The following story originally ran in the March 29, 2007, edition of the Portland Oregonian.

by NIKOLE HANNAH-JONES

PORTLAND, Ore., March 29, 2007 – Charles Neal couldn’t understand why he felt so angry about a 200-year-old story.

He’d happened upon the tale of York, the enslaved black man who explored the West with Lewis and Clark. Neal, a black man himself, had read accounts of slavery many times before. But York put a tragically human face on an abstraction.

“I was a little stunned,” Neal says, “because I generally don’t dwell on these things.” The story nestled deep in the 41-year-old’s thoughts and would not go away.

Neal was heading from his California home to Lewis & Clark College to attend law school later that fall of 2004. That he knew nothing about this unique member of the expedition that gave his new school its name fueled a sense of injustice. And that led to 21/2 years of effort aimed at memorializing York.

Now Lewis & Clark is launching a public campaign to raise money to build a sculpture in York’s honor on its 137-acre campus.

The college also wants to collect donations for a center — in York’s name — dedicated to the study of public memory. Such a center, supporters say, would help ensure that the stories of people like York, and thousands of marginalized others, will no longer be pushed aside.

Public memory emerged as an academic field about 20 years ago and several campuses now have centers devoted to its study. Oral historians began to ask not only about what people remembered, but also why they remembered what they did. From that came the desire to learn more about systematic efforts to build a public memory and national identity from a shared sense of the past.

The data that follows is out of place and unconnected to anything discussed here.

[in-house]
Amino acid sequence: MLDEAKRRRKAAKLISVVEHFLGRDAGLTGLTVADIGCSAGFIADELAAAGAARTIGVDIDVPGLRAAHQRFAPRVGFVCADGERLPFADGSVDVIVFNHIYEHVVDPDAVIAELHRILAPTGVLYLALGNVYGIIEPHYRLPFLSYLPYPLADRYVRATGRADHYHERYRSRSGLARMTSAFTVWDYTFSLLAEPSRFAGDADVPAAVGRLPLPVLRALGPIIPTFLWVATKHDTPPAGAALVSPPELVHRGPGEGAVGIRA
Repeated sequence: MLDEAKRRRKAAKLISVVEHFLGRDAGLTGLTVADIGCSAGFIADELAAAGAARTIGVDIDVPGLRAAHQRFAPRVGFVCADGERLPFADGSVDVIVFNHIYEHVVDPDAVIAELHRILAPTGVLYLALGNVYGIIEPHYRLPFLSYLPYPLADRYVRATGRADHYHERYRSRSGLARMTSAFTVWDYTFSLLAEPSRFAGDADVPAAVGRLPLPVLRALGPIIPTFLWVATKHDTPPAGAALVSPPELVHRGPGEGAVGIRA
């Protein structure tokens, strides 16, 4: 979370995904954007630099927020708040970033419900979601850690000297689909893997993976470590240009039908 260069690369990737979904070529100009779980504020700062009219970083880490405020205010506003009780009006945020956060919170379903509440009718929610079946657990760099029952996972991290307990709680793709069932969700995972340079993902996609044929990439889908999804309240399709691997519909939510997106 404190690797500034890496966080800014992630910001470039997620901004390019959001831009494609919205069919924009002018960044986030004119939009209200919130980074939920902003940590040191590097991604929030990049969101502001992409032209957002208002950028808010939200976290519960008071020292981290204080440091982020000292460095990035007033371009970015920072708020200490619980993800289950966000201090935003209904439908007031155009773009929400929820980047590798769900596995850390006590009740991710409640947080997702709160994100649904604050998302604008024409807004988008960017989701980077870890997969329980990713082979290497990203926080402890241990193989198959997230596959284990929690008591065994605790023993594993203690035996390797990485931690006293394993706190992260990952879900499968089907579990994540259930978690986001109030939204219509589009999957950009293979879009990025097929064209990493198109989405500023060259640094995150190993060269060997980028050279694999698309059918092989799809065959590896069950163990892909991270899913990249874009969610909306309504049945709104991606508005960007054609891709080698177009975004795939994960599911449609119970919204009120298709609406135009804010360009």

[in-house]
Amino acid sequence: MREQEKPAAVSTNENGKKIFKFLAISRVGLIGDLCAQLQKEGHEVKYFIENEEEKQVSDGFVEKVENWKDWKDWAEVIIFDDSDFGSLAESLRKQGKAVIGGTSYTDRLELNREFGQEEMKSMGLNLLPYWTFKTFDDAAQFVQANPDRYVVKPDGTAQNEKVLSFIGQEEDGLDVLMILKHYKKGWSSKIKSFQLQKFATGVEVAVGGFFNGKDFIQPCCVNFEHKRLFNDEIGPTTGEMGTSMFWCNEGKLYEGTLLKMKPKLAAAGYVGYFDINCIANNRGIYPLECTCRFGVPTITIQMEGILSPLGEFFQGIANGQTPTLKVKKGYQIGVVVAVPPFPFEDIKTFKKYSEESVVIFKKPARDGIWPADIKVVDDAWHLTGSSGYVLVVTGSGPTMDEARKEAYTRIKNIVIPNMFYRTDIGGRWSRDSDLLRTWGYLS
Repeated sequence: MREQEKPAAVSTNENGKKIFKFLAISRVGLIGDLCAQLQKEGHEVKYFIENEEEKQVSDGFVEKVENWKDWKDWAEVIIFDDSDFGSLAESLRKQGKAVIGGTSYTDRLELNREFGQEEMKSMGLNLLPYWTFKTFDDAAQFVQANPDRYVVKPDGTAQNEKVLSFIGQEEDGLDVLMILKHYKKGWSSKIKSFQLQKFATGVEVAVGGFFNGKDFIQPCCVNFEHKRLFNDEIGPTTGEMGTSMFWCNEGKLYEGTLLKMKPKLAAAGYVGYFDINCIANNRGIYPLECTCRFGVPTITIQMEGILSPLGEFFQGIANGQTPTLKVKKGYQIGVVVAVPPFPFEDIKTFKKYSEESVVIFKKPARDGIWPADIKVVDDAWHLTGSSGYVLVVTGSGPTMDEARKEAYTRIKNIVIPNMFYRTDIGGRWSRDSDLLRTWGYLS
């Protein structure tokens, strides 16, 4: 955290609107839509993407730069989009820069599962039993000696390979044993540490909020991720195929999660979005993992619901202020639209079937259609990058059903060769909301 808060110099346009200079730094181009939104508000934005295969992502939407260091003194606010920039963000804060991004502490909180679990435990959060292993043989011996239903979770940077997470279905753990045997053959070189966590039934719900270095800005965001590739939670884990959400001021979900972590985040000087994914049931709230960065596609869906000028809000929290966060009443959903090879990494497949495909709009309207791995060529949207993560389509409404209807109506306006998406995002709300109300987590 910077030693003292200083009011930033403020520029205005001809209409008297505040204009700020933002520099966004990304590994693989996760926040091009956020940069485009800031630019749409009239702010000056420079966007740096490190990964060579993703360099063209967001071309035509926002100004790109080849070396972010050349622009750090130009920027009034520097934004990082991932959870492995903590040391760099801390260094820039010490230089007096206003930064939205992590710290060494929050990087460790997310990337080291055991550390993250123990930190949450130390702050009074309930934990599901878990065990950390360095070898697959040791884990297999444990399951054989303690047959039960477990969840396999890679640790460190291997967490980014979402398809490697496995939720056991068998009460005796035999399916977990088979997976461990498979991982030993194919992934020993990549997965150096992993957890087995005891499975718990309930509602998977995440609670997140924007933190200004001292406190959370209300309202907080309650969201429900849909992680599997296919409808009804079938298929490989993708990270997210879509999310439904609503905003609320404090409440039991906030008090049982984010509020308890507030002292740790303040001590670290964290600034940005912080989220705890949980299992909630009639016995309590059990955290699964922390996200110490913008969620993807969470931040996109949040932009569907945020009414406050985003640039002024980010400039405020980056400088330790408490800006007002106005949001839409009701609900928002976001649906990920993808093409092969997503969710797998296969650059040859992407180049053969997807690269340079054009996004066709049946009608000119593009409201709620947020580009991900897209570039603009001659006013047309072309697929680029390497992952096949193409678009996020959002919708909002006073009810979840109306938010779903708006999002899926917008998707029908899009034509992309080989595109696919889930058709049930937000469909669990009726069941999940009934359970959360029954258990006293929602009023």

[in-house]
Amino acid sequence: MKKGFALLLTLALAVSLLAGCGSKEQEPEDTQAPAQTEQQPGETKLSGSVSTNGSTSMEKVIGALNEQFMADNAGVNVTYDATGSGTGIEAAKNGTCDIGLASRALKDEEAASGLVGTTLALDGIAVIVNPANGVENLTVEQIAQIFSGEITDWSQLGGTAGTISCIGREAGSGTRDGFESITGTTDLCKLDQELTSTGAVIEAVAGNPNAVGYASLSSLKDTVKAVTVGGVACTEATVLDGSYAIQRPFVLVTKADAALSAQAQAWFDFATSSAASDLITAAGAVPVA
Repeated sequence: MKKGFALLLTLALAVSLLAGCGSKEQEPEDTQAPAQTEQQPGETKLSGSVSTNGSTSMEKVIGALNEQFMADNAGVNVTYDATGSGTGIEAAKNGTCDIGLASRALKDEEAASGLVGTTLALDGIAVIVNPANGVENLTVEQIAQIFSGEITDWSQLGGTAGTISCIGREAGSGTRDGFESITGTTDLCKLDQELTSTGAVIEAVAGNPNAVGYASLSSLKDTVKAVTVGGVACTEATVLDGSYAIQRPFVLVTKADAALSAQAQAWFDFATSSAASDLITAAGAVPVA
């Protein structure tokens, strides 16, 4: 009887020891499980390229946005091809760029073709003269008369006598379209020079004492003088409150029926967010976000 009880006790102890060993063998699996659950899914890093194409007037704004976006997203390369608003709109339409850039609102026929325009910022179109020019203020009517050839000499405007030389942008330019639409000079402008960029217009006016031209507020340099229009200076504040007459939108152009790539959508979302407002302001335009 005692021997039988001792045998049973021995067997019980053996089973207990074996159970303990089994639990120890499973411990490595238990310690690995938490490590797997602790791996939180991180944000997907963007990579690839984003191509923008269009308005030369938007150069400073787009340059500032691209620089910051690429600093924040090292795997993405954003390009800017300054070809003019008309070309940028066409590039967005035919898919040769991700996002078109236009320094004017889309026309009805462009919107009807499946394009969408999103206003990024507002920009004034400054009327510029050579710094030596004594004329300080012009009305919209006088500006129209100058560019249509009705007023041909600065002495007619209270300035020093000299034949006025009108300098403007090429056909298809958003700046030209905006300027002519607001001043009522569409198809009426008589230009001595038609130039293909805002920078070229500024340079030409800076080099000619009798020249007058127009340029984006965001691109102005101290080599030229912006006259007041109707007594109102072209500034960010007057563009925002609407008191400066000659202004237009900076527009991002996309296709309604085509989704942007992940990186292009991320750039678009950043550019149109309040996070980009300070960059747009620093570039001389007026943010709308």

“Every culture has a public memory,” says Mitch Reyes, a Lewis & Clark professor who specializes in African American public memory. “You have to start asking yourself, ‘Who gets to be remembered and who gets to do the remembering?’ ”

Oftentimes when it comes to people of color, Reyes says, the public memory is blank.

Learning specifics

Just a year ago, a short conversation would have summed up Lewis & Clark law student Eric Hevenor’s knowledge of African American history. Hevenor, who’s white, could name the elementary-school regulars — Harriet Tubman and Frederick Douglass. He could repeat the bromide about black people contributing a great deal to American society. But he was about to learn some specifics.

Neal told Hevenor about the man who was brought on the Corps of Discovery by the slave owner Clark. He told him how York tasted full humanity for the first time on a journey that relied on every member to contribute as equals. And then he told Hevenor how all the men of the expedition received land and laurels for their parts in the expedition. Except York.

After the expedition, York asked for his freedom, but Clark denied him. “I did wish to do well by him. but he has got Such a nation about freedom,” Clark wrote in his journal. He is “insolent and sulky, I gave him a trouncing the other day.” Clark then hired York out to a harsher master who could whip York into submission.

York began to haunt Hevenor’s thoughts as well. “I had a unit about Lewis and Clark in school, but I never heard of York,” Hevenor says. “Your jaw drops open that these were real people treated in this way. You either forgot, or you never knew about it in the first place.”

Law students Sara Bagheri, who’s of Middle Eastern descent, and Matthew Abosedra, whose parents are Egyptian and Irish, were also drawn into the cause. “You think back to what did I learn in school?” says Abosedra. “What else have African Americans done that I don’t know about?”